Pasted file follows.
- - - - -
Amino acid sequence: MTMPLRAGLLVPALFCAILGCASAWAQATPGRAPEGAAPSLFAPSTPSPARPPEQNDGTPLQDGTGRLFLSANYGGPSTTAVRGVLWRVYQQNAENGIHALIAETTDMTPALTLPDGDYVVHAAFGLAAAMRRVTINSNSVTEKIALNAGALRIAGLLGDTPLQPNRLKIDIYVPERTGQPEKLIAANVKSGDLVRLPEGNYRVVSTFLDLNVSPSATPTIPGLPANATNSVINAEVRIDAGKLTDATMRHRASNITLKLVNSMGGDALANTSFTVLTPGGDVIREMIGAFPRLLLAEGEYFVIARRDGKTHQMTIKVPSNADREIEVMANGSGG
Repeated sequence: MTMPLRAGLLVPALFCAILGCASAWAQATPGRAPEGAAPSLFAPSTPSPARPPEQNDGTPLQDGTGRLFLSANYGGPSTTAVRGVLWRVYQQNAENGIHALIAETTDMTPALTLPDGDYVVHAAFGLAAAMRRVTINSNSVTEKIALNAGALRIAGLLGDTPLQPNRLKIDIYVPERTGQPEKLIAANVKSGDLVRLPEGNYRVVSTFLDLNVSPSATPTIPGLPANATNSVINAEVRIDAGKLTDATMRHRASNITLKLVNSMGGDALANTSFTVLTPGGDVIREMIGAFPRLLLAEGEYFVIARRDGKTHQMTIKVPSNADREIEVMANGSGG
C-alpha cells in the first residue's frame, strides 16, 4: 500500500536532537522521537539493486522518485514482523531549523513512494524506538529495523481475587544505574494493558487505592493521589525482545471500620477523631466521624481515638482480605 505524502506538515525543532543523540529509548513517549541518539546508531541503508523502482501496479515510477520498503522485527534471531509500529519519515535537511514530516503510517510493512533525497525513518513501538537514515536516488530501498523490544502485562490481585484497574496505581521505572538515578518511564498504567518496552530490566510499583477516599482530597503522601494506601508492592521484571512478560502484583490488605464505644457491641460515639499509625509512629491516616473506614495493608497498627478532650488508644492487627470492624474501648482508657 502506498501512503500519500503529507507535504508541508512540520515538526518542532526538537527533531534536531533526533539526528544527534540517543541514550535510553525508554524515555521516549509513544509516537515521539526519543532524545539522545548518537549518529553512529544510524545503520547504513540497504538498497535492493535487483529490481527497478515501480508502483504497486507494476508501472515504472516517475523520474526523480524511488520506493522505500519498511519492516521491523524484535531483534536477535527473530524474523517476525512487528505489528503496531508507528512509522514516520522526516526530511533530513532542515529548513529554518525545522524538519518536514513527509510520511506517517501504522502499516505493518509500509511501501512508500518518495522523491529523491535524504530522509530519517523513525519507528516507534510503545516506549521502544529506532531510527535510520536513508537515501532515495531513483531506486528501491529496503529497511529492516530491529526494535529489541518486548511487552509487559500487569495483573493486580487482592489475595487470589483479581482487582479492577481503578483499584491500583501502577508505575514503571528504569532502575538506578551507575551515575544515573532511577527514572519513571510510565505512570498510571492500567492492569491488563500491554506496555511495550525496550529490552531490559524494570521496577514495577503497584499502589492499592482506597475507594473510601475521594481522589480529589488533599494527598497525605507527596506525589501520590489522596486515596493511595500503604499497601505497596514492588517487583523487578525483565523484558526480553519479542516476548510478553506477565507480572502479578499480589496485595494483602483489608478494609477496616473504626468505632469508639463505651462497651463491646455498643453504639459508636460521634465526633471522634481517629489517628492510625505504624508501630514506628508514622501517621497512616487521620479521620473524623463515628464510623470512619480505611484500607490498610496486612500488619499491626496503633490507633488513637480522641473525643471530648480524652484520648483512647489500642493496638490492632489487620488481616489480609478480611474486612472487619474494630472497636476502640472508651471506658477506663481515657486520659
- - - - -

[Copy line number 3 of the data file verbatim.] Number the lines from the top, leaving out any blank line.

C-alpha cells in the first residue's frame, strides 16, 4: 500500500536532537522521537539493486522518485514482523531549523513512494524506538529495523481475587544505574494493558487505592493521589525482545471500620477523631466521624481515638482480605 505524502506538515525543532543523540529509548513517549541518539546508531541503508523502482501496479515510477520498503522485527534471531509500529519519515535537511514530516503510517510493512533525497525513518513501538537514515536516488530501498523490544502485562490481585484497574496505581521505572538515578518511564498504567518496552530490566510499583477516599482530597503522601494506601508492592521484571512478560502484583490488605464505644457491641460515639499509625509512629491516616473506614495493608497498627478532650488508644492487627470492624474501648482508657 502506498501512503500519500503529507507535504508541508512540520515538526518542532526538537527533531534536531533526533539526528544527534540517543541514550535510553525508554524515555521516549509513544509516537515521539526519543532524545539522545548518537549518529553512529544510524545503520547504513540497504538498497535492493535487483529490481527497478515501480508502483504497486507494476508501472515504472516517475523520474526523480524511488520506493522505500519498511519492516521491523524484535531483534536477535527473530524474523517476525512487528505489528503496531508507528512509522514516520522526516526530511533530513532542515529548513529554518525545522524538519518536514513527509510520511506517517501504522502499516505493518509500509511501501512508500518518495522523491529523491535524504530522509530519517523513525519507528516507534510503545516506549521502544529506532531510527535510520536513508537515501532515495531513483531506486528501491529496503529497511529492516530491529526494535529489541518486548511487552509487559500487569495483573493486580487482592489475595487470589483479581482487582479492577481503578483499584491500583501502577508505575514503571528504569532502575538506578551507575551515575544515573532511577527514572519513571510510565505512570498510571492500567492492569491488563500491554506496555511495550525496550529490552531490559524494570521496577514495577503497584499502589492499592482506597475507594473510601475521594481522589480529589488533599494527598497525605507527596506525589501520590489522596486515596493511595500503604499497601505497596514492588517487583523487578525483565523484558526480553519479542516476548510478553506477565507480572502479578499480589496485595494483602483489608478494609477496616473504626468505632469508639463505651462497651463491646455498643453504639459508636460521634465526633471522634481517629489517628492510625505504624508501630514506628508514622501517621497512616487521620479521620473524623463515628464510623470512619480505611484500607490498610496486612500488619499491626496503633490507633488513637480522641473525643471530648480524652484520648483512647489500642493496638490492632489487620488481616489480609478480611474486612472487619474494630472497636476502640472508651471506658477506663481515657486520659